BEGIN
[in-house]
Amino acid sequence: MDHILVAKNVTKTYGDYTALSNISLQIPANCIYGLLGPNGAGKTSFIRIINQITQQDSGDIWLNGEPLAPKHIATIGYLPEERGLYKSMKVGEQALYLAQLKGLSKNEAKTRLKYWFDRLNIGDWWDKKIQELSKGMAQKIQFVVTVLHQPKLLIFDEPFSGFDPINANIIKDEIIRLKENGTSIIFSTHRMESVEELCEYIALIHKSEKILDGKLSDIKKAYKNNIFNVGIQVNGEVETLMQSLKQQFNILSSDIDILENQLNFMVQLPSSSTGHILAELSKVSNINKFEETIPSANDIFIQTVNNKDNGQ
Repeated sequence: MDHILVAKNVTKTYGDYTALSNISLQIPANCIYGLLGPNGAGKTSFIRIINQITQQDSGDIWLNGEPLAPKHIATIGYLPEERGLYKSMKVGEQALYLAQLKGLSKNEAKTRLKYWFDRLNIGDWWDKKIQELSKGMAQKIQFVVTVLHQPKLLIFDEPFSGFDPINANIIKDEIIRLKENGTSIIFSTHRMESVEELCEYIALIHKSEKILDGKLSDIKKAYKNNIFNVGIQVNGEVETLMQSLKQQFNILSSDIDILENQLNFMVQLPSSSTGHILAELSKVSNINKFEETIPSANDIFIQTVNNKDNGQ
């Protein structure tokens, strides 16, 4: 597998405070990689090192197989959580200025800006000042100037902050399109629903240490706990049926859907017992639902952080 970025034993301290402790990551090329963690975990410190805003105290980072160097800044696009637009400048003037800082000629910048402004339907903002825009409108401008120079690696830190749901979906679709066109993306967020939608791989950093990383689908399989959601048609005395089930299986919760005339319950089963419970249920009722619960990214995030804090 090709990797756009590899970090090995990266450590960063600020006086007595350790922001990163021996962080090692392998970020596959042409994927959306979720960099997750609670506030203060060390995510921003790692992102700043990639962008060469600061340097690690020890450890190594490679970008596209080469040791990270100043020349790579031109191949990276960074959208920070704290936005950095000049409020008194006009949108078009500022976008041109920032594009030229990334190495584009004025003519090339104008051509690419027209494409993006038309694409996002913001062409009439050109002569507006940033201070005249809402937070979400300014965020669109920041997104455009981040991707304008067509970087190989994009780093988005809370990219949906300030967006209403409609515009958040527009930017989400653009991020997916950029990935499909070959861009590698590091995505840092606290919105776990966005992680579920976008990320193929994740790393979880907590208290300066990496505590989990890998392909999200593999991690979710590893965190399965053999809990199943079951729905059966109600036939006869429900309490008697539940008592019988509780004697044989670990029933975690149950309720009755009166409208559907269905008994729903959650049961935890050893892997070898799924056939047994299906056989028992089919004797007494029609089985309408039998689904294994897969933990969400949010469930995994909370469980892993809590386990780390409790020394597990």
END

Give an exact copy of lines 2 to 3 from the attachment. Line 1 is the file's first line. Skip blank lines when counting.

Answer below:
Amino acid sequence: MDHILVAKNVTKTYGDYTALSNISLQIPANCIYGLLGPNGAGKTSFIRIINQITQQDSGDIWLNGEPLAPKHIATIGYLPEERGLYKSMKVGEQALYLAQLKGLSKNEAKTRLKYWFDRLNIGDWWDKKIQELSKGMAQKIQFVVTVLHQPKLLIFDEPFSGFDPINANIIKDEIIRLKENGTSIIFSTHRMESVEELCEYIALIHKSEKILDGKLSDIKKAYKNNIFNVGIQVNGEVETLMQSLKQQFNILSSDIDILENQLNFMVQLPSSSTGHILAELSKVSNINKFEETIPSANDIFIQTVNNKDNGQ
Repeated sequence: MDHILVAKNVTKTYGDYTALSNISLQIPANCIYGLLGPNGAGKTSFIRIINQITQQDSGDIWLNGEPLAPKHIATIGYLPEERGLYKSMKVGEQALYLAQLKGLSKNEAKTRLKYWFDRLNIGDWWDKKIQELSKGMAQKIQFVVTVLHQPKLLIFDEPFSGFDPINANIIKDEIIRLKENGTSIIFSTHRMESVEELCEYIALIHKSEKILDGKLSDIKKAYKNNIFNVGIQVNGEVETLMQSLKQQFNILSSDIDILENQLNFMVQLPSSSTGHILAELSKVSNINKFEETIPSANDIFIQTVNNKDNGQ